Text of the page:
The event draws from a budding community

Dene Grigar
Dene Grigar

Helping businesses and their employees fire up their digital technology skills is the challenge that Chandra Chase, the Greater Vancouver Chamber of Commerce’s programs and communications director, and a large contingent of local technology professionals hope to address at Vancouver’s first Digital Technology Expo on Thursday. It’s a mostly free event that showcases local resources as well as companies that are building the foundation for a growing digital technology job sector.

The daylong expo is one of those Clark County collaborative efforts that combines the resources of government, educational institutions, business, and business support groups.

Chase says that one of the motivators for launching the Digital Technology Expo was her own informal survey of chamber members about what kind of training they could use to help them compete. Time and again chamber members told her that they needed help in understanding how to use the vast tools of digital and mobile technology to help manage and build their businesses.

One thing those companies need, of course, are skilled employees. Dene Grigar, director of Washington State University Vancouver’s Creative Media & Digital Culture Program, said her program can’t produce enough graduates to meet local businesses’ demand for workers trained in the latest digital technology.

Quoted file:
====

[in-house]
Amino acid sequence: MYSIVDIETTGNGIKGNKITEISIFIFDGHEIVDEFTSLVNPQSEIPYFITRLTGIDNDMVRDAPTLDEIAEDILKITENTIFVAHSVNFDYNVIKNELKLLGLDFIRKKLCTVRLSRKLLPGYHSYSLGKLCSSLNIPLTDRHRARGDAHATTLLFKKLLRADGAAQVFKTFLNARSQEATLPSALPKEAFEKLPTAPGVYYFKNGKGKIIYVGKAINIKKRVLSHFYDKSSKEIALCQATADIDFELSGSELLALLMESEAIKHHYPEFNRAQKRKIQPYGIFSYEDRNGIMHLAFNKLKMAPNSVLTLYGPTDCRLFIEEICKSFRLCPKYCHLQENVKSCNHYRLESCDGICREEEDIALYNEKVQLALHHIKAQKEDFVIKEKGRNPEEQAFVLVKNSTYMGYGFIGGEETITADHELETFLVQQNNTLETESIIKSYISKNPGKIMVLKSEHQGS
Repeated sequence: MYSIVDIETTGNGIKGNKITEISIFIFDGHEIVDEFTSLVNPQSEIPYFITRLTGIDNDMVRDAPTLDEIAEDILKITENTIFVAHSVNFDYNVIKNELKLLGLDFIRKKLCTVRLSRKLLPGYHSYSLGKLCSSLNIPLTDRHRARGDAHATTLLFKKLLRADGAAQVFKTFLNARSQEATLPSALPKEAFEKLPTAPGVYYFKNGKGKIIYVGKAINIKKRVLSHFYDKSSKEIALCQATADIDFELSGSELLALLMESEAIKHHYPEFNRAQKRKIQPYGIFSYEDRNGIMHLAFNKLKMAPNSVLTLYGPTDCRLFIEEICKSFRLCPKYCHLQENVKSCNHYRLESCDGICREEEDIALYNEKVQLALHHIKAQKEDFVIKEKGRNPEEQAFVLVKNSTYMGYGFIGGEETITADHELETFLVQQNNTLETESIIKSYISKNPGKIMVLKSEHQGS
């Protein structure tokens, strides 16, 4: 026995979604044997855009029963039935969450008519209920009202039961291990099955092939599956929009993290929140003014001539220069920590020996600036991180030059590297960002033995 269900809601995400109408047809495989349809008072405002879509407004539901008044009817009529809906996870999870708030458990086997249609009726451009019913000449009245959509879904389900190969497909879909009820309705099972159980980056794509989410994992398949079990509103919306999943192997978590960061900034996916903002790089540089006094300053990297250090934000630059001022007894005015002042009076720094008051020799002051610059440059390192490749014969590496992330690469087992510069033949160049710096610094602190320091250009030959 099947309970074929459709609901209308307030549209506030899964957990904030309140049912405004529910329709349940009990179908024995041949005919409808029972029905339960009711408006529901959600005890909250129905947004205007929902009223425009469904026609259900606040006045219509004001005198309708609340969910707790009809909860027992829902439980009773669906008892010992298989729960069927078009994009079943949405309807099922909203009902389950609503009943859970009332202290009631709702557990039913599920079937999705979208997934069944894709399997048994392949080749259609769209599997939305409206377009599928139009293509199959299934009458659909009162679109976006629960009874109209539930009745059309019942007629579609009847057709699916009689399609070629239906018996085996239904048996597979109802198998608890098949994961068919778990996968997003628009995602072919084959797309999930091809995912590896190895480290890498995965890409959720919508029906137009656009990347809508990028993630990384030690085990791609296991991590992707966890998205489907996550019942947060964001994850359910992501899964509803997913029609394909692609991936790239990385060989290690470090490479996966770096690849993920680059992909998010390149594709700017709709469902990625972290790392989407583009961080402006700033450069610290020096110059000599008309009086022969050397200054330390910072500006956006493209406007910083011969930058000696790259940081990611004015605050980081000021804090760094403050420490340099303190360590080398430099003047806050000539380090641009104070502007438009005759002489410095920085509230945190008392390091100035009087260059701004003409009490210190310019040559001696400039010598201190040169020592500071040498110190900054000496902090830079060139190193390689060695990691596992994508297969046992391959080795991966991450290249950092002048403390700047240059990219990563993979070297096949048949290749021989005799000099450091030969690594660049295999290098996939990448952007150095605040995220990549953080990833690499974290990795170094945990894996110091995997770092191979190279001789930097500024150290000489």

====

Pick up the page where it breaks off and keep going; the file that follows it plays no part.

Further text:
“We have jobs just coming out of the kazoo,” she said. “We are placing students before they graduate.”

The program now has 250 students, up from 44 a decade ago, she said. They find jobs not only in technology-focused companies but also in long-established firms that are hiring people who can help them tap into the digital communication and marketing worlds. Vancouver-based Dick Hannah Dealerships, for example, has hired five program graduates, she said.

Because WSUV is largely a commuter college, those students who’ve chosen to stay or move to Vancouver are likely to remain in the local workforce for their full careers, Grigar said.

“We’re mindfully building a community of high-tech, digitally creative people,” she said.

Clark County’s technology industry is well-entrenched on Vancouver’s east side and in Camas, where companies like Hewlett-Packard, SEH America, Linear Technology, Integra, and Kyocera are among east county’s manufacturers and software developers.

The creative digital technology scene in downtown Vancouver — of firms working on educational software, games, data collection and other innovations — is more embryonic. Grigar credits the work of the Innovation Partnership Zone, of which WSUV is a part, with bringing them together.

“Five years ago we had all these companies in downtown but they didn’t know each other,” she said.

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